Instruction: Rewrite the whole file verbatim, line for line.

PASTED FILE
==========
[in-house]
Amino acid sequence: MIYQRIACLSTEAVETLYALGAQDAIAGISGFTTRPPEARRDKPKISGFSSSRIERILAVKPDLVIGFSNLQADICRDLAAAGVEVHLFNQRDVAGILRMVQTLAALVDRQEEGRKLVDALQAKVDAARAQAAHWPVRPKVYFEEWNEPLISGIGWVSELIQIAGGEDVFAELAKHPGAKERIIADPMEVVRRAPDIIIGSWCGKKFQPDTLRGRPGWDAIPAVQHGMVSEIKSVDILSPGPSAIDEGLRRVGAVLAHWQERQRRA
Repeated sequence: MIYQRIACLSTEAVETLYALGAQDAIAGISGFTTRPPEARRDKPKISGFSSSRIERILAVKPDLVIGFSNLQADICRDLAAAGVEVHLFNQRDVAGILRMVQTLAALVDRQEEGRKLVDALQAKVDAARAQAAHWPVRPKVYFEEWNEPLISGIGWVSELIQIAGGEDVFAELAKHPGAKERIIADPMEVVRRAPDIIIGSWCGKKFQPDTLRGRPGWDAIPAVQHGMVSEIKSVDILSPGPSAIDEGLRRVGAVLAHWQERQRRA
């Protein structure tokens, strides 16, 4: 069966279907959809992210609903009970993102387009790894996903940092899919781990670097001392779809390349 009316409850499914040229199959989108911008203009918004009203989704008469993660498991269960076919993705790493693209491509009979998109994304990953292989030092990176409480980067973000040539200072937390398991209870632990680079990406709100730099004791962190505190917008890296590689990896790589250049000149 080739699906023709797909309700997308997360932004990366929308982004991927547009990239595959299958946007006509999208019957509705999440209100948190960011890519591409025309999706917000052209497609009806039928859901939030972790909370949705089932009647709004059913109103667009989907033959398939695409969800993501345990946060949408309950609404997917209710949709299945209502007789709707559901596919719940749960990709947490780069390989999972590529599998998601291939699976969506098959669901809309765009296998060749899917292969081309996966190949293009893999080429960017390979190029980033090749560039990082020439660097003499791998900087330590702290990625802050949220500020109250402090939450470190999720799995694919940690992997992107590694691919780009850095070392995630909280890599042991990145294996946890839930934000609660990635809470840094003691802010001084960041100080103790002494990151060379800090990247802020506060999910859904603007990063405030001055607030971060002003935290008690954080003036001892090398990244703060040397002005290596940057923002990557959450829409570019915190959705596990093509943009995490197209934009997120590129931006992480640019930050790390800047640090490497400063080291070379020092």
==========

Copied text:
[in-house]
Amino acid sequence: MIYQRIACLSTEAVETLYALGAQDAIAGISGFTTRPPEARRDKPKISGFSSSRIERILAVKPDLVIGFSNLQADICRDLAAAGVEVHLFNQRDVAGILRMVQTLAALVDRQEEGRKLVDALQAKVDAARAQAAHWPVRPKVYFEEWNEPLISGIGWVSELIQIAGGEDVFAELAKHPGAKERIIADPMEVVRRAPDIIIGSWCGKKFQPDTLRGRPGWDAIPAVQHGMVSEIKSVDILSPGPSAIDEGLRRVGAVLAHWQERQRRA
Repeated sequence: MIYQRIACLSTEAVETLYALGAQDAIAGISGFTTRPPEARRDKPKISGFSSSRIERILAVKPDLVIGFSNLQADICRDLAAAGVEVHLFNQRDVAGILRMVQTLAALVDRQEEGRKLVDALQAKVDAARAQAAHWPVRPKVYFEEWNEPLISGIGWVSELIQIAGGEDVFAELAKHPGAKERIIADPMEVVRRAPDIIIGSWCGKKFQPDTLRGRPGWDAIPAVQHGMVSEIKSVDILSPGPSAIDEGLRRVGAVLAHWQERQRRA
């Protein structure tokens, strides 16, 4: 069966279907959809992210609903009970993102387009790894996903940092899919781990670097001392779809390349 009316409850499914040229199959989108911008203009918004009203989704008469993660498991269960076919993705790493693209491509009979998109994304990953292989030092990176409480980067973000040539200072937390398991209870632990680079990406709100730099004791962190505190917008890296590689990896790589250049000149 080739699906023709797909309700997308997360932004990366929308982004991927547009990239595959299958946007006509999208019957509705999440209100948190960011890519591409025309999706917000052209497609009806039928859901939030972790909370949705089932009647709004059913109103667009989907033959398939695409969800993501345990946060949408309950609404997917209710949709299945209502007789709707559901596919719940749960990709947490780069390989999972590529599998998601291939699976969506098959669901809309765009296998060749899917292969081309996966190949293009893999080429960017390979190029980033090749560039990082020439660097003499791998900087330590702290990625802050949220500020109250402090939450470190999720799995694919940690992997992107590694691919780009850095070392995630909280890599042991990145294996946890839930934000609660990635809470840094003691802010001084960041100080103790002494990151060379800090990247802020506060999910859904603007990063405030001055607030971060002003935290008690954080003036001892090398990244703060040397002005290596940057923002990557959450829409570019915190959705596990093509943009995490197209934009997120590129931006992480640019930050790390800047640090490497400063080291070379020092």